One study, conducted by Sara Dolan, NP, and colleagues from Harvard Medical School, found that the prevalence of osteopenia was 2.5 times greater in HIV positive women than in HIV negative women, and that the use of antiretroviral therapy did not lower or increase their risk. Other risk factors for bone loss included low body mass index, a history of low body weight, low body fat percentage, and infrequent menstruation. Additionally, the pattern of bone loss in HIV positive women differed from that seen in postmenopausal HIV negative women, with different blood markers of bone metabolism and a shift in the balance between bone formation and resorption. In another WIHS study, Kathyrn Anastos, M.D., and colleagues measured bone mineral density in 88 HIV negative and 184 HIV positive women (of whom 94 were taking HAART and 90 were not). The prevalence of osteopenia/osteoporosis was 6.4% in the HIV negative women, 18.9% in the HIV positive women not on HAART, and 20.4% in the HIV positive women receiving HAART. This study, too, indicated that HIV infection increases the risk of osteoporosis, regardless of whether or not antiretroviral medications are used.
Several other studies, however, have found that some of the medications used in HAART combination regimens may increase the rate of bone loss. To complicate the issue further, research at the National Institute of Arthritis and Musculoskeletal and Skin Diseases (NIAMS) suggested that some anti-HIV drugs may actually preserve bone by slowing resorption of calcium. Therefore, it is difficult to draw definitive conclusions from this research other than that the process of bone resorption and deposition is affected by many factors, including HIV and its treatment. One thing that is clear is that it is possible to reduce the risk of developing osteoporosis through regular weight-bearing exercise such as walking, adequate dietary calcium intake (along with vitamin D), and avoiding smoking or excess alcohol use. Most experts believe that standard medications approved for the treatment and prevention of osteoporosis are appropriate for women with HIV, though as yet there have been no studies to show whether these medications have the same results for HIV positive and HIV negative women. However, a few small studies that included mostly men have found that alendronate (Fosamax) plus calcium and vitamin D improved bone loss in people with HIV.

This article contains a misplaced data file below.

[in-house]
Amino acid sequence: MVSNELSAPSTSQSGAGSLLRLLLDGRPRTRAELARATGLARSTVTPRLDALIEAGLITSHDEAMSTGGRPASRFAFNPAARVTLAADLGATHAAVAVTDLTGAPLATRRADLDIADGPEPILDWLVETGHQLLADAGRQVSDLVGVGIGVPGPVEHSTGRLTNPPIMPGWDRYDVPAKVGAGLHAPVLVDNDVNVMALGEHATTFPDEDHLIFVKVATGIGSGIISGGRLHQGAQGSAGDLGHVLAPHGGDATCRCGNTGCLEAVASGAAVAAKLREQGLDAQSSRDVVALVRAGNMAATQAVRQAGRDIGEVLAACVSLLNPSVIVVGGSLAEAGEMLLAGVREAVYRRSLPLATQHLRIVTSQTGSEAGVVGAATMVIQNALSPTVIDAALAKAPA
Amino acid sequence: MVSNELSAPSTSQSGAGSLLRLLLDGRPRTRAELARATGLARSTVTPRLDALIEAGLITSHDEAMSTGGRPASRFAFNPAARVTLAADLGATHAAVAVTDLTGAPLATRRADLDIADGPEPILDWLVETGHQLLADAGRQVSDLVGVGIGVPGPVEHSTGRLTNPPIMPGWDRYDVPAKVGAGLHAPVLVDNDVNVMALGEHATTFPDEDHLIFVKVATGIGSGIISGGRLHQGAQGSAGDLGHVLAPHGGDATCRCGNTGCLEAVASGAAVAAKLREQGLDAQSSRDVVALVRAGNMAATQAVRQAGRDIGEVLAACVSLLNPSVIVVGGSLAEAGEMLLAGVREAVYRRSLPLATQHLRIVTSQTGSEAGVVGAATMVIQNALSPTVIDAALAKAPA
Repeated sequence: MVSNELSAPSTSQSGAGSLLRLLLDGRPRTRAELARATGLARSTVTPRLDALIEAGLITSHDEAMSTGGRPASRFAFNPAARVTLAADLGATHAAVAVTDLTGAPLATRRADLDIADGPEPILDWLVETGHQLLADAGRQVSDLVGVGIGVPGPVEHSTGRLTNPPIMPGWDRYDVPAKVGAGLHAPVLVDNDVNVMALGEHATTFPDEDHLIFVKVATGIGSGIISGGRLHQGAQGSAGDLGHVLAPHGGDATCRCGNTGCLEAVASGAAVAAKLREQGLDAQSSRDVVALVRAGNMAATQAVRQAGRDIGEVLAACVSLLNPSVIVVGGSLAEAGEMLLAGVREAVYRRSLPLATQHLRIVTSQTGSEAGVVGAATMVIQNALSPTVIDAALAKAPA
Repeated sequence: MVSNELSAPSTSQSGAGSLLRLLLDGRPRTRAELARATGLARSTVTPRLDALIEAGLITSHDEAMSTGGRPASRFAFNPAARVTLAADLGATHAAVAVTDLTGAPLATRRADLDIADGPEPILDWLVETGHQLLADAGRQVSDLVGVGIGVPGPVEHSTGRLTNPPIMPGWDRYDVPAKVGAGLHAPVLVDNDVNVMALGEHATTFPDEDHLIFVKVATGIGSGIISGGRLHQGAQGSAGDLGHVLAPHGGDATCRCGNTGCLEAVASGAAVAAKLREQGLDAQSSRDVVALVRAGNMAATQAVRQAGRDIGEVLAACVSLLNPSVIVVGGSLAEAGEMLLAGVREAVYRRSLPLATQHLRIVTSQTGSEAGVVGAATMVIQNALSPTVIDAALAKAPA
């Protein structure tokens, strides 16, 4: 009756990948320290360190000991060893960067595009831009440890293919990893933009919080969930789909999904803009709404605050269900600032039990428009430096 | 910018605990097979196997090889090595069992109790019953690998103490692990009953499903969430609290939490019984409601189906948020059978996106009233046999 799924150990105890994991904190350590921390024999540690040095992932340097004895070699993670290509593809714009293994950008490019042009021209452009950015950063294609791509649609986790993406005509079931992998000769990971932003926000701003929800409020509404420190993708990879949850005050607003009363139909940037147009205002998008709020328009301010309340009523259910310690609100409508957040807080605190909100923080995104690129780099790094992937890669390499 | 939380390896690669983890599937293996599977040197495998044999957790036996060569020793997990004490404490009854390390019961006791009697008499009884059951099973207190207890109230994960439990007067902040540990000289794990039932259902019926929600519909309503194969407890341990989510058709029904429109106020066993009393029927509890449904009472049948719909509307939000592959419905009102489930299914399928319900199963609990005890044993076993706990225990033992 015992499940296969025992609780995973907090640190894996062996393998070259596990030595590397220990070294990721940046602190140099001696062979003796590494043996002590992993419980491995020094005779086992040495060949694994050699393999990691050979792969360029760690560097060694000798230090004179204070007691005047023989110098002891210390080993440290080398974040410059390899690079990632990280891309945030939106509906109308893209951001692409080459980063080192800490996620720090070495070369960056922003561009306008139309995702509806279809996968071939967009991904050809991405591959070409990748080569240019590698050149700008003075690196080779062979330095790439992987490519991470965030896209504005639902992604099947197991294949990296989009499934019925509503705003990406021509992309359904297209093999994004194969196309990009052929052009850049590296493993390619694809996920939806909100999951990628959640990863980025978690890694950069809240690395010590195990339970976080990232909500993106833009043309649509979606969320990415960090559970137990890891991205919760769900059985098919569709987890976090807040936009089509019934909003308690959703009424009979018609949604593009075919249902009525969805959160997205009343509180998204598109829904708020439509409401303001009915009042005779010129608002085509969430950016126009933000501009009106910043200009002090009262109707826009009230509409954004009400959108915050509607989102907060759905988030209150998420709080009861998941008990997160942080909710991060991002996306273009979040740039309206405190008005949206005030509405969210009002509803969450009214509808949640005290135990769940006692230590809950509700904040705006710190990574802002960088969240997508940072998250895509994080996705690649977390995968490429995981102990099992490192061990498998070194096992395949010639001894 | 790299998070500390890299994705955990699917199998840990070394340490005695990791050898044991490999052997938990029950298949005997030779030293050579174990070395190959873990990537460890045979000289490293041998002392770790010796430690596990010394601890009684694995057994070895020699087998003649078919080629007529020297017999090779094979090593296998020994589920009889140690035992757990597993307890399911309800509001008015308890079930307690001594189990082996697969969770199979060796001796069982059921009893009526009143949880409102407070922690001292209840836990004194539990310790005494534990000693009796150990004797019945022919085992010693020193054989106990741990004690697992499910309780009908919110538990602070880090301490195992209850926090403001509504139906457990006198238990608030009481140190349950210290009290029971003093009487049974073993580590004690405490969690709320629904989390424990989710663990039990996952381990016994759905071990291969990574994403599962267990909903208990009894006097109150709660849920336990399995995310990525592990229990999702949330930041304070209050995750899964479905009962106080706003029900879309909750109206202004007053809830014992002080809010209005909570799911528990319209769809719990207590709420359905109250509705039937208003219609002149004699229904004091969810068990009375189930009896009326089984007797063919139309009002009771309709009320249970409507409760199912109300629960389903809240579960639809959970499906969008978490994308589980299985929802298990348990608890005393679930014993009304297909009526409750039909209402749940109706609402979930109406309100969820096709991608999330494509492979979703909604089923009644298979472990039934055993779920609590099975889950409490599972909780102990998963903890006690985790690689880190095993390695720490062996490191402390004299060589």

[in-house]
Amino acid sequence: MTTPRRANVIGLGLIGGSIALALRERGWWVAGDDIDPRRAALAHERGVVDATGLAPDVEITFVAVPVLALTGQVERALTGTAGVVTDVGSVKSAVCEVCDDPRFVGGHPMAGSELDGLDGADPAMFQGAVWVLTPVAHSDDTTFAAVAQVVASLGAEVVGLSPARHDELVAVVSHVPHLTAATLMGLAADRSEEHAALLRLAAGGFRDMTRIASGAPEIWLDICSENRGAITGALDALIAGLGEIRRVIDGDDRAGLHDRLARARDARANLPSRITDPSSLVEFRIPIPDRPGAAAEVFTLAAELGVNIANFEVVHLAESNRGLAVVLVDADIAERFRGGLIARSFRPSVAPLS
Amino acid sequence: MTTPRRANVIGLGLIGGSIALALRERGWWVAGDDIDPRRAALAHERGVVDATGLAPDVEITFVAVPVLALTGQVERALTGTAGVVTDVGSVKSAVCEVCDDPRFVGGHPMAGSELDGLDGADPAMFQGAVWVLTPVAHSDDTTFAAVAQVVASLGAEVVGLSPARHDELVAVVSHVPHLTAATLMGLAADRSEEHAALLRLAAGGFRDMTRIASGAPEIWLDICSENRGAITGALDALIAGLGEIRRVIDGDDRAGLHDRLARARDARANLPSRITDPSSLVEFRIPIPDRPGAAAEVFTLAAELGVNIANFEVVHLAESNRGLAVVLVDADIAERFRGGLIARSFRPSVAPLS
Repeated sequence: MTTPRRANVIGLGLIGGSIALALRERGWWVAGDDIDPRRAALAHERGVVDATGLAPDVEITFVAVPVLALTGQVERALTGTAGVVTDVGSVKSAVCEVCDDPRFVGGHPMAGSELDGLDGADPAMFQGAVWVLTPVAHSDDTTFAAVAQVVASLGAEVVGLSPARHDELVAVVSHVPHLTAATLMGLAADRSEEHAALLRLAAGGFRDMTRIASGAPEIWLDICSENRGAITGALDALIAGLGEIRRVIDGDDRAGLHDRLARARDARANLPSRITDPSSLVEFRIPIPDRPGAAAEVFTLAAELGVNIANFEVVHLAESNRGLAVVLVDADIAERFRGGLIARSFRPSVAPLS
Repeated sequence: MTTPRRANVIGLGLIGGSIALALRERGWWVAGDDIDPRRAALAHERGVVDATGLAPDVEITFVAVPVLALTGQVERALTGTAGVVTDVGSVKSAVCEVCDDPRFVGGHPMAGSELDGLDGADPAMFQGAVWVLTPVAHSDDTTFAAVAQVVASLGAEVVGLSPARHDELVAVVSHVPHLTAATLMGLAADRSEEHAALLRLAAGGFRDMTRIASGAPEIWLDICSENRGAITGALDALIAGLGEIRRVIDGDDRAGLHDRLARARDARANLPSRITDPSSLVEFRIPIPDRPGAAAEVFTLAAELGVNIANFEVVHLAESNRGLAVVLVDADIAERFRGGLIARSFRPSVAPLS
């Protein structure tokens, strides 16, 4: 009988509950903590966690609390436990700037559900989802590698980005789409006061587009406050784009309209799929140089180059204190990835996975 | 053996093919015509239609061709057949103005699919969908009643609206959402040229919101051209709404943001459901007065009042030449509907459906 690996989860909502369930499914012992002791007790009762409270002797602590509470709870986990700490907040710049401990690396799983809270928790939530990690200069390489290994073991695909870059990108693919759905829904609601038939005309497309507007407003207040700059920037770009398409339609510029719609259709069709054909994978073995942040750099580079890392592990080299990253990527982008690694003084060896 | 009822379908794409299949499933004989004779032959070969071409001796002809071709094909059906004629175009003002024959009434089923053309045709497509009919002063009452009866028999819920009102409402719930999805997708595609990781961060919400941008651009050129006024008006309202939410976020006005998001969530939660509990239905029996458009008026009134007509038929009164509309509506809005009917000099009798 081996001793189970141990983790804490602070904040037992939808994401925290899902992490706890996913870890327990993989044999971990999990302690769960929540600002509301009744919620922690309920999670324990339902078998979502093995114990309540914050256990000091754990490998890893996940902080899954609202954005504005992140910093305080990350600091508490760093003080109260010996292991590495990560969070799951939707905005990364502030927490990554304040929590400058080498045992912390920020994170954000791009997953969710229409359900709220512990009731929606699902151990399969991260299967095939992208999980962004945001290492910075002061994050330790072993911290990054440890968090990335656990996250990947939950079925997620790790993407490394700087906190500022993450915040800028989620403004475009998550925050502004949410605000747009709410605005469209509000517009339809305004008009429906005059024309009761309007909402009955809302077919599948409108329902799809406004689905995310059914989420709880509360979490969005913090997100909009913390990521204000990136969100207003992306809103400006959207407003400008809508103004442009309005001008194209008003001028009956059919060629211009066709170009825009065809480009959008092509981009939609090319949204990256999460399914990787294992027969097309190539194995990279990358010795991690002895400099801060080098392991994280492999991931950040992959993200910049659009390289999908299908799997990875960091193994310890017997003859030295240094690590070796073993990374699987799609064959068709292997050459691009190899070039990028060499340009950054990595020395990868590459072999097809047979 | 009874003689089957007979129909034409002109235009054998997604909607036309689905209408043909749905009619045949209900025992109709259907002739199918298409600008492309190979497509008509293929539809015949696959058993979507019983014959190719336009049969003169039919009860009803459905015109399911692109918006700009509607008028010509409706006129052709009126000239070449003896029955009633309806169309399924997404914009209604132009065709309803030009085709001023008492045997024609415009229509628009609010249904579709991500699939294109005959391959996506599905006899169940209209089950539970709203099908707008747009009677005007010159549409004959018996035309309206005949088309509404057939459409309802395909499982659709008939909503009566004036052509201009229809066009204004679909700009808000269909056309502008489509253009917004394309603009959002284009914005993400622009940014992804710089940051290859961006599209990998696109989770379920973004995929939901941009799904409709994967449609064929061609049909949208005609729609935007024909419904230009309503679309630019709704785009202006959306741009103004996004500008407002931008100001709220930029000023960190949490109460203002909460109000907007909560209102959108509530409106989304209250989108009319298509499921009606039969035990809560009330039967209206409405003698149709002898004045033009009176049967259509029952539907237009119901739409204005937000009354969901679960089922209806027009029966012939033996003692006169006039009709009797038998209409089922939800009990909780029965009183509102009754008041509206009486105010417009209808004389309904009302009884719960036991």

One of the greatest perils of osteoporosis is an increased risk of fractures due to falls. Elderly women and HIV positive women may be more likely to experience falls because of medication side effects and/or neuropathy (which can interfere with sensation in the feet and lower legs). For this reason, it is important to reduce the risk of falls in the home. Removing throw rugs and other hazards, using nonskid bath mats and tub handrails, and wearing shoes with nonskid soles are important measures to prevent broken bones.
In addition to heart disease and bone loss, older women with HIV may experience other age-related problems, including arthritis, difficult menopausal symptoms, and cognitive impairment. While many older people with HIV were infected decades ago, others acquire the virus later in life. Unfortunately, many older individuals do not perceive themselves as being at risk for HIV infection -- therefore neglecting to practice safer sex or get tested for the virus -- and their healthcare providers may fail to consider HIV as a potential cause of illness. The good news is that older people with HIV appear to respond as well to antiretroviral therapy as their younger counterparts.
Arthritis, which affects nearly 70 million people in the United States, may be caused by a variety of factors, including autoimmune reactions and wear and tear due to aging. To date, research has not shown how arthritis is affected by HIV or its treatment.
Some experts have suggested that women with HIV may experience earlier menopause and more severe menopausal symptoms than HIV negative women. But many such anecdotal reports come from the pre-HAART era, when severe illness and wasting were more common. Controlled studies of menstrual irregularities and hormonal abnormalities in HIV positive women have yielded inconsistent results (see "HIV and Hormones," in the Summer 2004 issue of BETA). In the November 15, 2005 issue of Clinical Infectious Diseases, Ellie Schoenbaum, M.D., and colleagues reported on a study of menopause in 571 HIV positive and HIV negative women. They concluded that HIV infection and immunosuppression were associated with an earlier onset of menopause, but noted that more research is needed to determine whether early menopause puts HIV positive women at greater risk for osteoporosis and heart disease. Because studies have not yet clarified the risks and benefits of hormone replacement therapy in this population, HIV positive women should consult their doctors for individualized recommendations.
While it is clear that HIV affects the brain, "few studies have investigated the complex interactions between HIV infection, aging, and neuropsychiatric diseases," according to Nathalie Casau of the Albert Einstein College of Medicine, whose review of HIV and aging appeared in the September 15, 2005 issue of Clinical Infectious Diseases.
Compared with the early years of the epidemic, people with HIV are now much more likely to live well into their senior years, and many are experiencing age-related conditions they never expected to face. As such, there is an increasing need for research on how HIV disease impacts -- and is impacted by -- common conditions associated with aging. Much also remains to be learned about how aging affects the immune system. Further, there is a growing need for healthcare providers treating HIV positive people to integrate geriatric concerns into their practices. But one thing is certain: healthy habits are associated with longer life expectancy and improved quality of life for people of all ages.
Good health behaviors are important for everyone to help prevent heart disease and strokes. Here are a few things you can do to reduce your risk:
Sharon Lee, M.D., is the founder and Director of SW Boulevard Family Health Care in Kansas City, Kansas, specializing in HIV medicine and medical care for low-income patients.